Ripped off? You have recourse
Here are steps you can follow if a merchant isn't treating you right.
If you've gotten a raw deal from a retailer, the law is often on your side, but many consumers are unaware of those protections when trying to resolve disputes.
People often make the wrong assumptions about what the laws allow, or they rely on misinformation from friends, family or merchants.
"There are recourses available to consumers, but often people don't know about them," said Noreen Perrotta, finance editor of Consumer Reports Money Adviser. "From getting rain checks from your local supermarket when they are out of the spaghetti sauce they advertised as half off to doing a credit card chargeback after your refrigerator dies three months after the warranty expires, in many cases, consumers may have more rights than they think."
Here are some common scenarios and tips from Consumer Reports Money Adviser experts on how to get satisfaction:
In mid-November, you order an MP3 player online for your nephew's holiday gift. The merchant promises you'll have it on time, but the gift arrives two days after the family's holiday gathering.
The law: The federal Mail or Telephone Order Merchandise Trade Regulation Rule requires stores to ship telephone, mail, fax, and Internet orders within 30 days. If the merchant promises an earlier shipment date, it must meet that deadline. If the retailer has a reasonable basis for not getting your order out on time, it must obtain your consent to the delay. And if you don't respond or consent, the merchant must issue a refund. Merchants have more time -- 50 days instead of 30 -- to make the shipment if you're also applying for credit.
You should know: The clock begins running on shipping deadlines when the seller receives a properly completed order, including any advance payments. So if you're expecting a shipment and the retailer tries to contact you about a delay, be sure to respond or your order will be canceled, even if you still want it.
Your supermarket advertises your favorite spaghetti sauce at half off. When you get there, the store tells you it ran out and you're out of luck.
The law: The federal Retail Food Store Rule requires grocers to provide rain checks on advertised items or to substitute an equivalent product. But stores can get around that by demonstrating they ordered sufficient quantities to meet reasonably anticipated demand.
You should know: The federal law applies only to food stores, but states may have broader rules. For example, Connecticut's rain-check law applies to sellers of most products, with exceptions for seasonal items, products covered by storewide or departmentwide discounts, clearance items, and automobiles, among others.
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Your new TV breaks down just weeks after you bought it. The company says it will fix it under the manufacturer's warranty, but you have to ship it back at your own cost.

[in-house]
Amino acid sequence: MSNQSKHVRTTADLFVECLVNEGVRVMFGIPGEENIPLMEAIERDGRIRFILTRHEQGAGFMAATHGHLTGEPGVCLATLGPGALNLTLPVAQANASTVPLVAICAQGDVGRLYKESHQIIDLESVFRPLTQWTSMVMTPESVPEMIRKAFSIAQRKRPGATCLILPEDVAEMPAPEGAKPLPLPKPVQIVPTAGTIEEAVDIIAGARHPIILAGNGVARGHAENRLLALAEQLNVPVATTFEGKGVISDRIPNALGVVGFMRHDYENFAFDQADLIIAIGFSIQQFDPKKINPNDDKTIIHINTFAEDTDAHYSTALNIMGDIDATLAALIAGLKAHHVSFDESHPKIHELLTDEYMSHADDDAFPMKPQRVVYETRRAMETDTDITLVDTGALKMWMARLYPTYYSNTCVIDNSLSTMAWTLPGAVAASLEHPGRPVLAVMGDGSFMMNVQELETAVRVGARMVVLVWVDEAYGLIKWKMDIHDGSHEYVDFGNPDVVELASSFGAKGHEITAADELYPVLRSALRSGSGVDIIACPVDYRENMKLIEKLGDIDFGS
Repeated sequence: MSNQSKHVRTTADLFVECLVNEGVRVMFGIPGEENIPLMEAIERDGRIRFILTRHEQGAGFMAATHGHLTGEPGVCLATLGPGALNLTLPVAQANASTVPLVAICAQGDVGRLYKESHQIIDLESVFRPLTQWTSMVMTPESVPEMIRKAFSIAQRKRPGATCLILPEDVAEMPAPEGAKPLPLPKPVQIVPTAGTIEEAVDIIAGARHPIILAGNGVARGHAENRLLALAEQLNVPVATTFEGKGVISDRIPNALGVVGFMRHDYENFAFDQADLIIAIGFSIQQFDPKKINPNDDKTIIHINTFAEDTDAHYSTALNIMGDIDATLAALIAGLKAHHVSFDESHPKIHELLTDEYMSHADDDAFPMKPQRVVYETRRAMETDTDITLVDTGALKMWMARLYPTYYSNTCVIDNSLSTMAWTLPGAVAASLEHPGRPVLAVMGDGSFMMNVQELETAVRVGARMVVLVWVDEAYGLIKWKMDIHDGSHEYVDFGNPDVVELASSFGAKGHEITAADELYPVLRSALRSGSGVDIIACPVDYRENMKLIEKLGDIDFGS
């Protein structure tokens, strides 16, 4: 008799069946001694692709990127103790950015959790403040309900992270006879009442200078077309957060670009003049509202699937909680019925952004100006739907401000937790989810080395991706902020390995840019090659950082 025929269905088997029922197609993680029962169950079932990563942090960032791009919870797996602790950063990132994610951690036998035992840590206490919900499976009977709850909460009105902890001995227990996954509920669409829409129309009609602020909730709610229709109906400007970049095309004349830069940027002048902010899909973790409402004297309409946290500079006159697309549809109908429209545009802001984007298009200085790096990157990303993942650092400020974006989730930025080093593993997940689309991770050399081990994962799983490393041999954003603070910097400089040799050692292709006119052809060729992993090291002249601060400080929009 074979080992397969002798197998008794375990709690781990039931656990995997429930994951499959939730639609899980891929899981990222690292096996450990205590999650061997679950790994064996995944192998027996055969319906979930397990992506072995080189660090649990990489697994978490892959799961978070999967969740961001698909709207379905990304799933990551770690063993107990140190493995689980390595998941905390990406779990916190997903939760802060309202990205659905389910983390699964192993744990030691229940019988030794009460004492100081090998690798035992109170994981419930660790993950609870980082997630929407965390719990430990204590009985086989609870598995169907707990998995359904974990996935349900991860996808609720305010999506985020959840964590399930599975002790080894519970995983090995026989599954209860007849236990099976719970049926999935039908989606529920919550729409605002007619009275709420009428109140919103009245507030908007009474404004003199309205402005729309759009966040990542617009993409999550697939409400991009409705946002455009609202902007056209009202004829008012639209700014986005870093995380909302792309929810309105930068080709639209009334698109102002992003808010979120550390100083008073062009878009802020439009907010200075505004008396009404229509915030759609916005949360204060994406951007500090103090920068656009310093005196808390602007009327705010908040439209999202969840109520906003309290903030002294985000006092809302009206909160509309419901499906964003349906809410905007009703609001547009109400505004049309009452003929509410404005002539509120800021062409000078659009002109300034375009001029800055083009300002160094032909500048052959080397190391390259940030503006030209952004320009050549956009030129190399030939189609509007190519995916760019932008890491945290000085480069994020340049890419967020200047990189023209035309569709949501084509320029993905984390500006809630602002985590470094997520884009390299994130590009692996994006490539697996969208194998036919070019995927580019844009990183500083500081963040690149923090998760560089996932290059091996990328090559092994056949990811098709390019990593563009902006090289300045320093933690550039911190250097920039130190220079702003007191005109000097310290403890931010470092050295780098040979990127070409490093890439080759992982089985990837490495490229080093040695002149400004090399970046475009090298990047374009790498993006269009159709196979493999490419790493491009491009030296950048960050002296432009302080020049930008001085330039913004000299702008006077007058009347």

The law: Although that warranty may require you to pay for shipping, you should expect to get what you paid for without paying additional costs. If neither the retailer nor manufacturer will make good, you might be able to cancel the sale under the implied warranty of merchantability -- this is an unwritten state-mandated promise that your purchase will perform as commonly expected and will last a reasonable amount of time. This is where a chargeback or the threat of legal action might help.
You should know: If you have a full warranty instead of a limited one, you cannot be charged for shipping or reinstallation. And a full warranty cannot be limited to the first purchaser of the product.
After telling a salesperson that you need a washing machine that can handle 15-pound loads, you bought the one he recommended, only to discover later that it can't. Now the store won't take it back.
The law: By providing a machine that doesn't meet your stated needs, the merchant breached an implied warranty -- that of fitness for a particular purpose. You have a right to cancel the sale. If the store won't honor your request to take the washer back, cancel the sale on your credit card, if possible. You may need to initiate (or at least threaten) legal action.
You should know: It can be difficult proving that you specified a certain requirement to the salesperson. So it's best to verify a product's capability or get the store's written assurance before you buy.
You go to the bridal salon to pick up your wedding dress only to find that the store has disappeared, along with your deposit.
The law: If you paid by credit card, you probably can contest the charge. If you used cash, check or debit card and the store went bankrupt, you can make a claim with the bankruptcy court as an unsecured creditor. You'll probably be eligible for priority status for up to $2,425 of the amount owed. But you may end up with pennies on the dollar after waiting months or years.
You should know: Check with your local or state consumer affairs officials, who often intervene on consumers' behalf in such situations.
Related reading at ConsumerAffairs.com:
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